Minimum hardware configuration for Linux based router

Minimum hardware configuration for Linux based router

Post by Alex Ai » Mon, 14 Sep 1998 04:00:00



Hi

I have a couple of old 386 and 486 PCs I would want to use as routers on a
TCP/IP WAN network. I will install Redhat Linux 5.1 on them. The PCs have 8
MB RAM, but I may bump that up to 16 MB if possible. I would enable IP
Masquerading on them. The links between sites would be with standard 2/4
wire leased line modem connections. Main use of TCP/IP WAN would be for
Internet access through a central location and to interconnect sites for
other services.

Are these PCs okay for what I intend to use them for. Would they perform
well, or should use higher powered PCs.

Any suggestions would be greatly appreciated.

 
 
 

Minimum hardware configuration for Linux based router

Post by Jeremy.Rump » Tue, 15 Sep 1998 04:00:00


Alex,

Sounds like you've found a new use for those 386's and 486's. To give you
and idea i've got a similar setup and here's the specs.

router:

486dx/50
16mb ram
RH 5.1

kernel recompiled with optimizations set for a 486. Also compiled it to be
optimized as a router not a host. Ip masq and firewalling compiled in statically.

2 NE2000 NIC's on an ISA bus.

My outbound internet connection is a motorrola netsurfer wave cable modem, which
connects to one NIC via twisted pair. The other hosts are connected to the second NIC
via coax cable.

For stress testing, I started about 5 big (60mb) downloads from about 3 different hosts.
Total flow rate was about 1.2-1.6 Mbit/sec. The 486 router just chugged along with no problem.
A top session on the router showed that I was only at about 10% cpu utilization (with full masquerading).
I would really like to have the internet bandwith to peak it out and see what it's full limitations are
(i'm not complaining about 1.6 Mbit/sec, that's fast). Overall i'm very amazed. You should have
absolutely no problem routing leased lines with those machines......

-------------------------
Jeremy Rumpf
Senior Operations
Caresystems Corp


--------------------------


> Hi

> I have a couple of old 386 and 486 PCs I would want to use as routers on a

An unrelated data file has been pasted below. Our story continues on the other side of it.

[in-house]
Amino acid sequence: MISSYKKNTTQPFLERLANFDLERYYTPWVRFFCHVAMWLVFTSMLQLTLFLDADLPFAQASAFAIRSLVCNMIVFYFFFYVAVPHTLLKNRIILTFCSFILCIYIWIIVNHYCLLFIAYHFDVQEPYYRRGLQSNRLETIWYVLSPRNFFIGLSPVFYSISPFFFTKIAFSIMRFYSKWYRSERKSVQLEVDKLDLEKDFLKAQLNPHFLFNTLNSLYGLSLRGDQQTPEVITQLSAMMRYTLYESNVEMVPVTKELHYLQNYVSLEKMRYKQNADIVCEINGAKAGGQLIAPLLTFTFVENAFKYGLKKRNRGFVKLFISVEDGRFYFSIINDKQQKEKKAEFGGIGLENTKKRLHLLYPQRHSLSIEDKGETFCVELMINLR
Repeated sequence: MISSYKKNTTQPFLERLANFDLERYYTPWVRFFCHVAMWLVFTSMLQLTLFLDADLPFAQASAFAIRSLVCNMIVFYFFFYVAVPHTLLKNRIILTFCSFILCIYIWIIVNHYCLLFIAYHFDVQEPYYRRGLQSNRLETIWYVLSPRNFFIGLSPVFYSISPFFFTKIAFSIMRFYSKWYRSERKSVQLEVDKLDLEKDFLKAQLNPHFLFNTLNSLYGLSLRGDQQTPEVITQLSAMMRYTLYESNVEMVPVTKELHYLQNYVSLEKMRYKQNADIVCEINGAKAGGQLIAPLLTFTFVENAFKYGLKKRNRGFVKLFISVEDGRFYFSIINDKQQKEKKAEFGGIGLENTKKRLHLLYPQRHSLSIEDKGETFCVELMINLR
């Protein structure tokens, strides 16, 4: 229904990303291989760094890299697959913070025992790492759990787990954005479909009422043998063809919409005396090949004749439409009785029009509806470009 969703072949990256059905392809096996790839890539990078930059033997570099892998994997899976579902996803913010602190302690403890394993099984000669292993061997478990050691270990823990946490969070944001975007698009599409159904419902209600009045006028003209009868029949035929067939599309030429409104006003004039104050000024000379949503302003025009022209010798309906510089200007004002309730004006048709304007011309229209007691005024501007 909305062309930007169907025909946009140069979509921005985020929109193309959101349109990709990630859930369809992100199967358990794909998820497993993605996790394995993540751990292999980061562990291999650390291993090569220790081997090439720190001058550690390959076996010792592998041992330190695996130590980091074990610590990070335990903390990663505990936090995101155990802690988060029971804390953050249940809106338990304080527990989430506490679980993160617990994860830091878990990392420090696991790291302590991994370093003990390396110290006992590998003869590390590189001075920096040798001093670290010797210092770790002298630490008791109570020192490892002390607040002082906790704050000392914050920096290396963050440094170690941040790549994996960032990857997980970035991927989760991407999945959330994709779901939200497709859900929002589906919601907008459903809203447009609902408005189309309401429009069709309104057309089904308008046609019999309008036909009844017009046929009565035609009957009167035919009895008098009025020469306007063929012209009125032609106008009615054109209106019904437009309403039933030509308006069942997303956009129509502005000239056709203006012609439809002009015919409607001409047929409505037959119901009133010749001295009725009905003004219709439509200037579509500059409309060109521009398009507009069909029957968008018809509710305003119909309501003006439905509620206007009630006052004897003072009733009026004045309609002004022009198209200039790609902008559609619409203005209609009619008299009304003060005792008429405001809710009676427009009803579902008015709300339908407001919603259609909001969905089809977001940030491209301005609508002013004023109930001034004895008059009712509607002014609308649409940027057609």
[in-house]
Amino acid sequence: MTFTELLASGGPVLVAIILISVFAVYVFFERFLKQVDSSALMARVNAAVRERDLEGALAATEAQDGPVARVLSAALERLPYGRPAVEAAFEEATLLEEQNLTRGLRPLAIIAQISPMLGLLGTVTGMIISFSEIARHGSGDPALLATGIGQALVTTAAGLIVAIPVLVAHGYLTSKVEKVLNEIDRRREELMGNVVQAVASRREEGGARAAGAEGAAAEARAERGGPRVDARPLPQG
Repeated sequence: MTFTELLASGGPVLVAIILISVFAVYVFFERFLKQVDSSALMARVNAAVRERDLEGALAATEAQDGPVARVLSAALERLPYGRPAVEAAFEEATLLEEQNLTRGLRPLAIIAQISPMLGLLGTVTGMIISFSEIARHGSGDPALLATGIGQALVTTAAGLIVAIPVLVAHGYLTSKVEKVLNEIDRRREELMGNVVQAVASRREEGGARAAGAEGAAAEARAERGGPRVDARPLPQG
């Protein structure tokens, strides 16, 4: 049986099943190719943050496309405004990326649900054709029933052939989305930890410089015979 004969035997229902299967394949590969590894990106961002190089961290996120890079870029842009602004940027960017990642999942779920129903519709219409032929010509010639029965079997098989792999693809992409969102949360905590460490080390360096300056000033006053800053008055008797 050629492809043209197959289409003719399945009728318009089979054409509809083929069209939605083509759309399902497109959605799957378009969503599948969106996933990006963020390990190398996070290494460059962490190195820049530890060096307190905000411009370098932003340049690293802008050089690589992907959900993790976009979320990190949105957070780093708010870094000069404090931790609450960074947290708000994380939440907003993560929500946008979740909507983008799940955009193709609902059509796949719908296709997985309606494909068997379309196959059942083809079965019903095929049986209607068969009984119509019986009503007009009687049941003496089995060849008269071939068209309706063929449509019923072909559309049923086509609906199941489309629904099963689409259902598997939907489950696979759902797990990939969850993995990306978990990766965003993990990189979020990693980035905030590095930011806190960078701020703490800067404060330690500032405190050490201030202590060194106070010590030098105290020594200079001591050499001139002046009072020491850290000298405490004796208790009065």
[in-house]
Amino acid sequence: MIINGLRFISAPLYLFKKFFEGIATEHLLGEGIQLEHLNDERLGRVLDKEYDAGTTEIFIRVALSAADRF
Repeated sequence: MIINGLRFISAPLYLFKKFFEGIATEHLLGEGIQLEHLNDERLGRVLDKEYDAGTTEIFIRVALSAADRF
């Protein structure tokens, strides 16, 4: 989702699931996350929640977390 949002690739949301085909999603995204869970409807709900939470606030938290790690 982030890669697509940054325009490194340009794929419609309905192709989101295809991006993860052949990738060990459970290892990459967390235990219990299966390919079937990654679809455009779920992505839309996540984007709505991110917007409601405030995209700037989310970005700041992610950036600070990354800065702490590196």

> TCP/IP WAN network. I will install Redhat Linux 5.1 on them. The PCs have 8
> MB RAM, but I may bump that up to 16 MB if possible. I would enable IP
> Masquerading on them. The links between sites would be with standard 2/4
> wire leased line modem connections. Main use of TCP/IP WAN would be for
> Internet access through a central location and to interconnect sites for
> other services.

> Are these PCs okay for what I intend to use them for. Would they perform
> well, or should use higher powered PCs.

> Any suggestions would be greatly appreciated.


 
 
 

1. Minimum hardware configuration for Linux?

Hello,

Some people that I work with are thinking about distributed control
systems, and for this purpose I would like to convince them to give
Linux a try.

For this purpose, an absolute minimal hardware configuration is a
good selling point. I am thinking about configurations like this:

        text-only display or no display at all
        small hard disk (maybe 100 megabytes?)
        modem card or maybe ethernet card
        minimal memory (maybe 4 megabytes or even 2?)
        slow processor (386 or maybe even 286?)
        no CD-ROM
        maybe software to support parallel port zip drive?
        digital/analog card or cards

Is it even thinkable to put Linux on a machine like that? I have
read some brief remarks about hardware requirements for linux,
but I would be very interested if someone has specifically looked
into the minimal configuration problem and devised some working
configurations.

Are there any "tiny Linux" distributions out there? It seems
like such a thing would be useful in many contexts!

Thanks for your time,
Robert Dodier  
--
``There lives somewhere a hookah-smoking genius locked in a Chinese Room
filled with ideographs and untranslatable requests put through slots
from the outside.  For this he is paid fifty dollars an evening.''
    --Ron Bloom

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